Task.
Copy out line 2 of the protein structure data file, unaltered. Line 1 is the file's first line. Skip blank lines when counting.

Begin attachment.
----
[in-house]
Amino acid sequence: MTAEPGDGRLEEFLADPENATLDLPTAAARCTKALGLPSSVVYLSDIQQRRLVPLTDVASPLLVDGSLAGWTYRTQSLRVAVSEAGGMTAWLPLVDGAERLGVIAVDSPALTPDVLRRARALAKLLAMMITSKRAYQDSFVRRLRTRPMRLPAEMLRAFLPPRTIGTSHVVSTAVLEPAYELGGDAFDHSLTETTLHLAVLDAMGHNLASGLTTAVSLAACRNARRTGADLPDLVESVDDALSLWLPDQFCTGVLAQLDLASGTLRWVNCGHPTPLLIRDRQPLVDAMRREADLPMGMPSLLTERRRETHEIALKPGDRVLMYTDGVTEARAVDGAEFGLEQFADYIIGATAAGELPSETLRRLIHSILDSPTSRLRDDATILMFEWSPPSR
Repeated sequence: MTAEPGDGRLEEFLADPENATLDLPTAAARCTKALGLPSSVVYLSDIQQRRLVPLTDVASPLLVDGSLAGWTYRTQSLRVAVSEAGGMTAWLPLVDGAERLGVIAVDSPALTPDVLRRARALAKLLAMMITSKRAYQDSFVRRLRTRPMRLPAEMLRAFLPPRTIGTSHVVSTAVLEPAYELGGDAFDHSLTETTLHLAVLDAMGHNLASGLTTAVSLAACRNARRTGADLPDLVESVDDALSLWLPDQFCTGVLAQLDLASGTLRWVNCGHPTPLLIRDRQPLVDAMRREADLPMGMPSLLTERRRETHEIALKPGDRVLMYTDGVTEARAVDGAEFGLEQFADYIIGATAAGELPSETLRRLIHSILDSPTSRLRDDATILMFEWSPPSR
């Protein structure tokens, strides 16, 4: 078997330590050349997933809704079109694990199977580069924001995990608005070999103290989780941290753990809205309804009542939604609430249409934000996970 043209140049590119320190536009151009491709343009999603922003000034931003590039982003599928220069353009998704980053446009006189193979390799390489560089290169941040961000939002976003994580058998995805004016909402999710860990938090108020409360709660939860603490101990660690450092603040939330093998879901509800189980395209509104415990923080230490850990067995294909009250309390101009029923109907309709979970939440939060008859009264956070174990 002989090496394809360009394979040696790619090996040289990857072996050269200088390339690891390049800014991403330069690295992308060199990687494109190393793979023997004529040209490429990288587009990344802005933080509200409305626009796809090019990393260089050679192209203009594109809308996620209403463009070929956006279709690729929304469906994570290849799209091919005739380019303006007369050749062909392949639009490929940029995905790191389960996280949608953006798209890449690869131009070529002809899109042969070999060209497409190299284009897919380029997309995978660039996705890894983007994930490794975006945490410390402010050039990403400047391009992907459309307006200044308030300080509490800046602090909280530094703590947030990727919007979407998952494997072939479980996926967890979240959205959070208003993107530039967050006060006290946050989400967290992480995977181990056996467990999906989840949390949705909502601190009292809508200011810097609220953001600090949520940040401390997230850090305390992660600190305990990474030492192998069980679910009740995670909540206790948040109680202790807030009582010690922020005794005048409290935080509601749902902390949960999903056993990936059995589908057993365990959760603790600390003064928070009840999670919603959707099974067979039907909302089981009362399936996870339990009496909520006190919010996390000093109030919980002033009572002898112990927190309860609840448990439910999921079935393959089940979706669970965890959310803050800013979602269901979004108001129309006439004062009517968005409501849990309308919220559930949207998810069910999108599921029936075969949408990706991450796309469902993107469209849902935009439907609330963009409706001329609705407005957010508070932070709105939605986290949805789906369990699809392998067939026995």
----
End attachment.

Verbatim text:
Amino acid sequence: MTAEPGDGRLEEFLADPENATLDLPTAAARCTKALGLPSSVVYLSDIQQRRLVPLTDVASPLLVDGSLAGWTYRTQSLRVAVSEAGGMTAWLPLVDGAERLGVIAVDSPALTPDVLRRARALAKLLAMMITSKRAYQDSFVRRLRTRPMRLPAEMLRAFLPPRTIGTSHVVSTAVLEPAYELGGDAFDHSLTETTLHLAVLDAMGHNLASGLTTAVSLAACRNARRTGADLPDLVESVDDALSLWLPDQFCTGVLAQLDLASGTLRWVNCGHPTPLLIRDRQPLVDAMRREADLPMGMPSLLTERRRETHEIALKPGDRVLMYTDGVTEARAVDGAEFGLEQFADYIIGATAAGELPSETLRRLIHSILDSPTSRLRDDATILMFEWSPPSR